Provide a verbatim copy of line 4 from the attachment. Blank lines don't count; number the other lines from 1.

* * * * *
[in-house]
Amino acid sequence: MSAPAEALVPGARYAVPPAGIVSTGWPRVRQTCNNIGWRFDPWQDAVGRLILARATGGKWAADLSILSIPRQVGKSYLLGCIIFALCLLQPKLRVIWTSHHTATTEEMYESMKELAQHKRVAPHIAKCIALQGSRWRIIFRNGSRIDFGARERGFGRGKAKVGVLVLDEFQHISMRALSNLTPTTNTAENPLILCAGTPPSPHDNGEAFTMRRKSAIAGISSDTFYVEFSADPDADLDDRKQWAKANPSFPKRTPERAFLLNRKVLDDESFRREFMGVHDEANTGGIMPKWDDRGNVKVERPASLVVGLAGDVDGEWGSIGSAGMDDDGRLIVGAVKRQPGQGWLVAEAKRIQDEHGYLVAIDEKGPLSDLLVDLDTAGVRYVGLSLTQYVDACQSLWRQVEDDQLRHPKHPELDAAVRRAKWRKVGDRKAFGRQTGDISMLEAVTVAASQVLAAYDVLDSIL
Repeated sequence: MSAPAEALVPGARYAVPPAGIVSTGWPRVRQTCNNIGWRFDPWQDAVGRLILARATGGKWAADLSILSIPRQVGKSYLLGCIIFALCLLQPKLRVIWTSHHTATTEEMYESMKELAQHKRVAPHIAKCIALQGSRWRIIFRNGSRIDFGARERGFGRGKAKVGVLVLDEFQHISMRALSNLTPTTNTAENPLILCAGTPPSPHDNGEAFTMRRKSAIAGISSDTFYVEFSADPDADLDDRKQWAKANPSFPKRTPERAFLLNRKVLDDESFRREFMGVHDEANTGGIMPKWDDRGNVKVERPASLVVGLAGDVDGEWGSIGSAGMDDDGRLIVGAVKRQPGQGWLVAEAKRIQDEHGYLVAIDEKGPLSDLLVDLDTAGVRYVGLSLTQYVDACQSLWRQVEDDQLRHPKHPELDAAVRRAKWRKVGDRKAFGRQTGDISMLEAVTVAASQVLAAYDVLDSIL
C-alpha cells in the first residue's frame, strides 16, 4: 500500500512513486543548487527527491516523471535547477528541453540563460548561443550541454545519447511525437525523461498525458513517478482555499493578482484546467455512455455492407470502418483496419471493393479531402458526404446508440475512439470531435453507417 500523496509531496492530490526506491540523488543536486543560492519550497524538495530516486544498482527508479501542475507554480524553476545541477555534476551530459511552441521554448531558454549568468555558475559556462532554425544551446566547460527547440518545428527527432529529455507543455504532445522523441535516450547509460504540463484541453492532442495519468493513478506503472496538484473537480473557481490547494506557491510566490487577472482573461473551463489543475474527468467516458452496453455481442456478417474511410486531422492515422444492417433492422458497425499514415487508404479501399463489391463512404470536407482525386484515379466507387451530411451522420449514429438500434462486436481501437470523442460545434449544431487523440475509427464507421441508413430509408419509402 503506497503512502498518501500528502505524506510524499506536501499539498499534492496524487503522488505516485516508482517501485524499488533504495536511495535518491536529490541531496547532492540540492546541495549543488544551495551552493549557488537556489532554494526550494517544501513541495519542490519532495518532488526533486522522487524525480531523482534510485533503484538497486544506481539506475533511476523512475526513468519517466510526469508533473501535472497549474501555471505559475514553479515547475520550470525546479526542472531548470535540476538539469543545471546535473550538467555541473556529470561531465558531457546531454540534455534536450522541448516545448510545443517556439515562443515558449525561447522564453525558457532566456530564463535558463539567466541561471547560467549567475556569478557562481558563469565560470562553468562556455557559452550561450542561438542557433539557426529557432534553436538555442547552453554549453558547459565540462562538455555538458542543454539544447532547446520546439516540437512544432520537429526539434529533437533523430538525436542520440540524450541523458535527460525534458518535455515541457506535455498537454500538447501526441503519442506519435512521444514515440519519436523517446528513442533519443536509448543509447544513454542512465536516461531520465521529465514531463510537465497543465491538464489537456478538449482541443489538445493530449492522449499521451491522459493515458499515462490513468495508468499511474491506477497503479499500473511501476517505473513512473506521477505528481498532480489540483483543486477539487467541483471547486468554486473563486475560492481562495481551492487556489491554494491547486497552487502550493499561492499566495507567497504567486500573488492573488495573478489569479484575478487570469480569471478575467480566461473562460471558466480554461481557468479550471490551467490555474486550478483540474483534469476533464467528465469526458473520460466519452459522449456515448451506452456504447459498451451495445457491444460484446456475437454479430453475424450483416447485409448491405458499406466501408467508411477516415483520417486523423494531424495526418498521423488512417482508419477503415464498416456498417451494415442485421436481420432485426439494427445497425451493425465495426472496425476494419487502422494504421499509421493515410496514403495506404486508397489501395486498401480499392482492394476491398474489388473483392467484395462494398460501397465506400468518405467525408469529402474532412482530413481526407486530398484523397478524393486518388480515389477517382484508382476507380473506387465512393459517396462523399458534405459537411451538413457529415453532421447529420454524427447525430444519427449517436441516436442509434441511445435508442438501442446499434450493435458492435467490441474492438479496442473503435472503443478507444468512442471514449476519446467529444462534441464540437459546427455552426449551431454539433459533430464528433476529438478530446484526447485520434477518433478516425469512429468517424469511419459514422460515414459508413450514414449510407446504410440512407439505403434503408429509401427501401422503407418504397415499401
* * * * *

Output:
C-alpha cells in the first residue's frame, strides 16, 4: 500500500512513486543548487527527491516523471535547477528541453540563460548561443550541454545519447511525437525523461498525458513517478482555499493578482484546467455512455455492407470502418483496419471493393479531402458526404446508440475512439470531435453507417 500523496509531496492530490526506491540523488543536486543560492519550497524538495530516486544498482527508479501542475507554480524553476545541477555534476551530459511552441521554448531558454549568468555558475559556462532554425544551446566547460527547440518545428527527432529529455507543455504532445522523441535516450547509460504540463484541453492532442495519468493513478506503472496538484473537480473557481490547494506557491510566490487577472482573461473551463489543475474527468467516458452496453455481442456478417474511410486531422492515422444492417433492422458497425499514415487508404479501399463489391463512404470536407482525386484515379466507387451530411451522420449514429438500434462486436481501437470523442460545434449544431487523440475509427464507421441508413430509408419509402 503506497503512502498518501500528502505524506510524499506536501499539498499534492496524487503522488505516485516508482517501485524499488533504495536511495535518491536529490541531496547532492540540492546541495549543488544551495551552493549557488537556489532554494526550494517544501513541495519542490519532495518532488526533486522522487524525480531523482534510485533503484538497486544506481539506475533511476523512475526513468519517466510526469508533473501535472497549474501555471505559475514553479515547475520550470525546479526542472531548470535540476538539469543545471546535473550538467555541473556529470561531465558531457546531454540534455534536450522541448516545448510545443517556439515562443515558449525561447522564453525558457532566456530564463535558463539567466541561471547560467549567475556569478557562481558563469565560470562553468562556455557559452550561450542561438542557433539557426529557432534553436538555442547552453554549453558547459565540462562538455555538458542543454539544447532547446520546439516540437512544432520537429526539434529533437533523430538525436542520440540524450541523458535527460525534458518535455515541457506535455498537454500538447501526441503519442506519435512521444514515440519519436523517446528513442533519443536509448543509447544513454542512465536516461531520465521529465514531463510537465497543465491538464489537456478538449482541443489538445493530449492522449499521451491522459493515458499515462490513468495508468499511474491506477497503479499500473511501476517505473513512473506521477505528481498532480489540483483543486477539487467541483471547486468554486473563486475560492481562495481551492487556489491554494491547486497552487502550493499561492499566495507567497504567486500573488492573488495573478489569479484575478487570469480569471478575467480566461473562460471558466480554461481557468479550471490551467490555474486550478483540474483534469476533464467528465469526458473520460466519452459522449456515448451506452456504447459498451451495445457491444460484446456475437454479430453475424450483416447485409448491405458499406466501408467508411477516415483520417486523423494531424495526418498521423488512417482508419477503415464498416456498417451494415442485421436481420432485426439494427445497425451493425465495426472496425476494419487502422494504421499509421493515410496514403495506404486508397489501395486498401480499392482492394476491398474489388473483392467484395462494398460501397465506400468518405467525408469529402474532412482530413481526407486530398484523397478524393486518388480515389477517382484508382476507380473506387465512393459517396462523399458534405459537411451538413457529415453532421447529420454524427447525430444519427449517436441516436442509434441511445435508442438501442446499434450493435458492435467490441474492438479496442473503435472503443478507444468512442471514449476519446467529444462534441464540437459546427455552426449551431454539433459533430464528433476529438478530446484526447485520434477518433478516425469512429468517424469511419459514422460515414459508413450514414449510407446504410440512407439505403434503408429509401427501401422503407418504397415499401